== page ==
Re: Blocking attacks from spoofed IP addresses



On Sat, 03 Oct 2009, in the Usenet newsgroup comp.os.linux.networking, in
article <3fvcc5p2mibu4fl2g8it5qtcufnkrjjhlh@xxxxxxx>, Grant wrote:

ibuprofin@xxxxxxxxxxxxxxxxxxxxxx (Moe Trin) wrote:

Banning individual addresses also can be a resource hog - think
about the CPU cycles required to check through a thousand or so
"rules" for each connection. If you must ban, block the address
for a short period (10 minutes) rather than permanently.

To that end, here's a screen scrape of my firewall status for temp
banned ports:

You're way ahead of me ;-)

list IP address newest oldest hits net address cc
country name

Funny how many of those blocks are nearly instantly recognizable as
residential ranges from consumer ISPs.

That's not may IPs to hold banned for a short time, and you can
see they come from all over the place.

Agreed - the problem is that most log-reader programs, such as

BlockHosts http://www.aczoom.com/cms/blockhosts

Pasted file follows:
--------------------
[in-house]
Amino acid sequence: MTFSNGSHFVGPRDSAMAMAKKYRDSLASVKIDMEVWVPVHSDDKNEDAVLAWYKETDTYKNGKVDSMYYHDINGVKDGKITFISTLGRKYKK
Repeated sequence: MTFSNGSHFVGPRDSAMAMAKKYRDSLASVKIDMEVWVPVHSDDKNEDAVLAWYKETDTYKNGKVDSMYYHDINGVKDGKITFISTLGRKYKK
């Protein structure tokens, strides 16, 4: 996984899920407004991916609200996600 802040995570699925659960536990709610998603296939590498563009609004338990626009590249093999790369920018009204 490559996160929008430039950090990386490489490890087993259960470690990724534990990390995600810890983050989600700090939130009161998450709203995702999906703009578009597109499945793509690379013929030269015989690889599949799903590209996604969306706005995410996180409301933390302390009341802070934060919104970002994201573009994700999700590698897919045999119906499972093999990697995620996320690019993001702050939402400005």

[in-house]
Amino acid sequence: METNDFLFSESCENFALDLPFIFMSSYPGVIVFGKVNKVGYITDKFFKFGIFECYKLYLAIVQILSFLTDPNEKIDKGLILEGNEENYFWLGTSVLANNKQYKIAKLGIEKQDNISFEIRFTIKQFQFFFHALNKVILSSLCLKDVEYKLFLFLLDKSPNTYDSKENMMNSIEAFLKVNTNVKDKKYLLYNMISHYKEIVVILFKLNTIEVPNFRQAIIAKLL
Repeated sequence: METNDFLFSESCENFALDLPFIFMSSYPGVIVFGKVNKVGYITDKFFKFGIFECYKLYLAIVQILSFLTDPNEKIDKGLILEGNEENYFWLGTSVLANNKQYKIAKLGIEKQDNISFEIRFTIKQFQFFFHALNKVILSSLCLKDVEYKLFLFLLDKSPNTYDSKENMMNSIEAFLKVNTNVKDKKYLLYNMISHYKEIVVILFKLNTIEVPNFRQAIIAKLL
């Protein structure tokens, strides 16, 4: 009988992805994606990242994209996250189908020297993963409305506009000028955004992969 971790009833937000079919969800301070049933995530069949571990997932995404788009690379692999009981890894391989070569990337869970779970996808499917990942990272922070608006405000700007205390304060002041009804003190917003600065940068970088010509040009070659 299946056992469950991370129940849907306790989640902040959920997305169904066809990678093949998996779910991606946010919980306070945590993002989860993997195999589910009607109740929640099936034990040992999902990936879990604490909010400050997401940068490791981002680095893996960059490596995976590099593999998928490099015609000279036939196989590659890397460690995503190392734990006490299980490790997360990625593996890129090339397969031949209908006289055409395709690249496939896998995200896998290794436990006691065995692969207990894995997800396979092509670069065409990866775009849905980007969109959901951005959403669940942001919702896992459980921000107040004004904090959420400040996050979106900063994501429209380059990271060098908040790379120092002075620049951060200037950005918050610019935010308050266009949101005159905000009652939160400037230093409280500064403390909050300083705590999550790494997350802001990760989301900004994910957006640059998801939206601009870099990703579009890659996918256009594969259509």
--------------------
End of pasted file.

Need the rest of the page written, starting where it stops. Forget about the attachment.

DenyHosts http://denyhosts.sourceforge.net

fail2ban http://www.fail2ban.org

blocksshd http://sourceforge.net/projects/blocksshd/

bruteforceblocker http://danger.rulez.sk/projects/bruteforceblocker

work by adding a ``permanent'' block rule, either to the firewall
(iptables, except for bruteforceblocker which is for BSD) and/or
/etc/hosts.(allow|deny). 'fail2ban' is the _only_ one to default to
a "short" (10 minute) ban.

And then people wonder why their firewall application is four times
slower that a block of solid hydrogen setting in a sand dune.

Currently the thing is tracking only:
list IPs hits
deny 12 27
http 6 12
rate 4 11
total 22 50

As mentioned else-thread, my firewall doesn't have spare horse-power
to handle much of this, so the rules are pretty simple - if you're
not in one of the approved ranges, it's a drop. I've got a much more
competent box available as a backup, and sometimes run it instead of
the laptop (mainly so I can do maintenance on that system). In some
cases, I'll remember to activate logging when the big box is in use,
but that's an infrequent occurrence.

Old guy
.



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